Women and Violence
by Barrie Levy
When women decide what to wear, where to go, how to get there, what time of day to be outdoors, and what affects their sense of security and safety, are they aware that they’re also afraid of being sexually assaulted?
Violence against women is, on a global scale, so very common that some experts consider it a “normal” aspect of women’s experiences— yet research on the issue is often subjective and inconsistent.
Women and Violence is a slim, easy to read volume that begins with an overview of the many ways women suffer from violence perpetrated largely because they are born female. Here, the author even-handedly considers the reasons for researchers' and activists' varying beliefs about what causes so many women to be victims of violence, and so many men to be perpetrators. Her own perspective is inclusive:
After the introductory chapter, Levy discusses how the basic issues play out globally. She describes the individual and societal consequences of the abuse, as well as the major movement controversies. Those topics set the stage for the final chapter on how individuals and institutions are continuing the work of ensuring that women's rights are upheld through numerous kinds of activism.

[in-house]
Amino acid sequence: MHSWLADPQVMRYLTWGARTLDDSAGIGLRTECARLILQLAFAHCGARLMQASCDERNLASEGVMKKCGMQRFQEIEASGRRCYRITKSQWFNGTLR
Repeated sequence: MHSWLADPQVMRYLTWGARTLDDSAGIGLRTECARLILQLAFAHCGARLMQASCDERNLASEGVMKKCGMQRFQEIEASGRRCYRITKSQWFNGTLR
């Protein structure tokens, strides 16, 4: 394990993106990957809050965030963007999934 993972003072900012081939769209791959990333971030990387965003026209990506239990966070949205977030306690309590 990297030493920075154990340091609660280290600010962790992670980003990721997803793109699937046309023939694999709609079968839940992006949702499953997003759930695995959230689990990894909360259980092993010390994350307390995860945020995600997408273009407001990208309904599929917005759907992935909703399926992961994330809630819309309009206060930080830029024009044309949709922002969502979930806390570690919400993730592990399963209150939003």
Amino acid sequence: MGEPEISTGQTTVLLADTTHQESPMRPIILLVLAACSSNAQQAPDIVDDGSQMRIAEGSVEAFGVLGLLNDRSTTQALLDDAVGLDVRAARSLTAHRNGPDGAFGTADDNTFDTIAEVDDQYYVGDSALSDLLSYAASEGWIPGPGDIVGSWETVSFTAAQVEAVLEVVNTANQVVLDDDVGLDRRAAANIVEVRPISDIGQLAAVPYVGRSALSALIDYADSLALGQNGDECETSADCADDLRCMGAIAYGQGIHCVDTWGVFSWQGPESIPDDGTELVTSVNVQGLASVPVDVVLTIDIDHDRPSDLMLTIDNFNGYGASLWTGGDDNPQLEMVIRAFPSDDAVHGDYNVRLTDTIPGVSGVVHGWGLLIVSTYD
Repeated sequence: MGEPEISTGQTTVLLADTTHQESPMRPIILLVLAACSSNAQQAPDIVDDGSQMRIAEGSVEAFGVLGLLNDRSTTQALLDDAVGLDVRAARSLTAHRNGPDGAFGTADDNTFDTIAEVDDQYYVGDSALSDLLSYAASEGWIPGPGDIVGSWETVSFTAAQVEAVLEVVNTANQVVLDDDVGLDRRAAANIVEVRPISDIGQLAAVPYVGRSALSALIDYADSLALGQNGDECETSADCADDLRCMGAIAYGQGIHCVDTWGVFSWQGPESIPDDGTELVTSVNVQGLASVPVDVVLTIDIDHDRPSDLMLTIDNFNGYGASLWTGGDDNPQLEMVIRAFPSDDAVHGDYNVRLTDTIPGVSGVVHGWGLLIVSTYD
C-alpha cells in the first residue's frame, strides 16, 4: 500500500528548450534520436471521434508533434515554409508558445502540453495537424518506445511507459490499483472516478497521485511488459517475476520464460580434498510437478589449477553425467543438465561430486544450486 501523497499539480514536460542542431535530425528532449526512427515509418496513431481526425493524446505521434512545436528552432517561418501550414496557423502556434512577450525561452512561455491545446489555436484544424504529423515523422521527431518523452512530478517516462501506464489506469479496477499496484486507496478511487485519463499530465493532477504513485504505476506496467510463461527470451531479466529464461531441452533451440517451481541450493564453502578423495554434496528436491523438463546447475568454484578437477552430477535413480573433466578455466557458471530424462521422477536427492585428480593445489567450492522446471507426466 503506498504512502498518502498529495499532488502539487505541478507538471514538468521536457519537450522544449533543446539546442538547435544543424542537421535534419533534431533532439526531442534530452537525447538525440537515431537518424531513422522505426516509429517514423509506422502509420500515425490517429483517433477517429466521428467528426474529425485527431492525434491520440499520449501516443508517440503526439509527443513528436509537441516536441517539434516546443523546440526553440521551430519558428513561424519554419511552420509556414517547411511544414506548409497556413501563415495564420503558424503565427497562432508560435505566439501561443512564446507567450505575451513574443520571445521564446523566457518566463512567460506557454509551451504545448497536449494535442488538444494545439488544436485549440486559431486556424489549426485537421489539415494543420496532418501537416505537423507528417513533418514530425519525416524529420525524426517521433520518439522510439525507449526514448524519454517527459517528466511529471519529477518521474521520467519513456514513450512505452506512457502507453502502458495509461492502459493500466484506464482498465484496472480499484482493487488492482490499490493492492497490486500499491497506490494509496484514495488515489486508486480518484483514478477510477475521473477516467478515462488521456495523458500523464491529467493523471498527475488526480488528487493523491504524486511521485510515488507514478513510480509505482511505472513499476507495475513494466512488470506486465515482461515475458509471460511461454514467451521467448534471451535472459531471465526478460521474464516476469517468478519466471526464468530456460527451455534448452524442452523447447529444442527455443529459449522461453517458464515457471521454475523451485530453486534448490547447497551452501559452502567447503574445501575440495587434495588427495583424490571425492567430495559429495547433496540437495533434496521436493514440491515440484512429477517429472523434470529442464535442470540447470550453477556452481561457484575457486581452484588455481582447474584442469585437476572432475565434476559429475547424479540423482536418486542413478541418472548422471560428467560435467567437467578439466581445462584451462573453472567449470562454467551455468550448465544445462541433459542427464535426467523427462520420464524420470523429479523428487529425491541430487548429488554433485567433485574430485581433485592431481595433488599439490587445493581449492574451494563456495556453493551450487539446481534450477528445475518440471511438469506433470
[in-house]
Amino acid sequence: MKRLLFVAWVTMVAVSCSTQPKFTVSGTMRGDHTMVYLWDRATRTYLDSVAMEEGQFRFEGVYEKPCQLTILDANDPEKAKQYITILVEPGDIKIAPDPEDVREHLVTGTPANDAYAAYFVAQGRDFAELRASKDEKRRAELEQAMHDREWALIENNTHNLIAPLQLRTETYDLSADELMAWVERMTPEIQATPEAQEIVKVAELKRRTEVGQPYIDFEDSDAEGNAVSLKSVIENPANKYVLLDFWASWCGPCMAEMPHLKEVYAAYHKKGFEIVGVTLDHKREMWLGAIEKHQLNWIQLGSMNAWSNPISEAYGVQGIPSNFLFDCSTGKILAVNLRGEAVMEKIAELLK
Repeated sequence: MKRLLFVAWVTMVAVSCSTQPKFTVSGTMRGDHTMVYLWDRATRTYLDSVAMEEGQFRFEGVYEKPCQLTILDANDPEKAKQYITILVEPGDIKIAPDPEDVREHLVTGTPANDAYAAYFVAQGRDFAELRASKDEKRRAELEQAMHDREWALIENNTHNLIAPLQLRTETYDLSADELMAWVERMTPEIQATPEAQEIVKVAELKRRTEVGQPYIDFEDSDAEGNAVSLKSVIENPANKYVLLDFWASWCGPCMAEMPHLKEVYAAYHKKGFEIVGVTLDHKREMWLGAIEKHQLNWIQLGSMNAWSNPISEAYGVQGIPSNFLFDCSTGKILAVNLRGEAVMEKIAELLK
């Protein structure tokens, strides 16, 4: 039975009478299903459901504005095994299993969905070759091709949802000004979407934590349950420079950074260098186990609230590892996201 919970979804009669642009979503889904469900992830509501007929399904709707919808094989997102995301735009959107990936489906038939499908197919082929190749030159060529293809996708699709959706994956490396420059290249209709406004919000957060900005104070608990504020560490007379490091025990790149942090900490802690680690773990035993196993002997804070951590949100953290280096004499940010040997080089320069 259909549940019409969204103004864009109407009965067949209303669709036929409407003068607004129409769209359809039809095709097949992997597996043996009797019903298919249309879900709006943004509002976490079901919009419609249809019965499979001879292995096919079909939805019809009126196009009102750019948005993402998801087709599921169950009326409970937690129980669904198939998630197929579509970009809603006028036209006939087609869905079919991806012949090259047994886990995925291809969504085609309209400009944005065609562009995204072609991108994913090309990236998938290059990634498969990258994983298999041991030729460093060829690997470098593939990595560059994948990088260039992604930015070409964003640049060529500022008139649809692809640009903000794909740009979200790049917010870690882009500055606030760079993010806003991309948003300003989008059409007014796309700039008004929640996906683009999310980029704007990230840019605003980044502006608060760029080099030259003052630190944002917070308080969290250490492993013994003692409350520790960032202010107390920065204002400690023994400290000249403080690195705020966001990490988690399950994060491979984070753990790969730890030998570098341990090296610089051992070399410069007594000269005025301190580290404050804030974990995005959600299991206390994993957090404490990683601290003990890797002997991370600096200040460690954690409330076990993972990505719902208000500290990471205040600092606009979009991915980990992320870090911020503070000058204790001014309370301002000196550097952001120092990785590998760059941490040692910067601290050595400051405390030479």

Understanding that personal values, beliefs and environment all affect an individual’s response to—and acknowledgement of—violence against women, this book addresses topics such as global perspectives on violence, controversies and debates, and social change strategies and activism.
The women's movement is continually evolving in theory and practice and that Barrie addresses each of these topics in one short volume is remarkable. So come join the movement!
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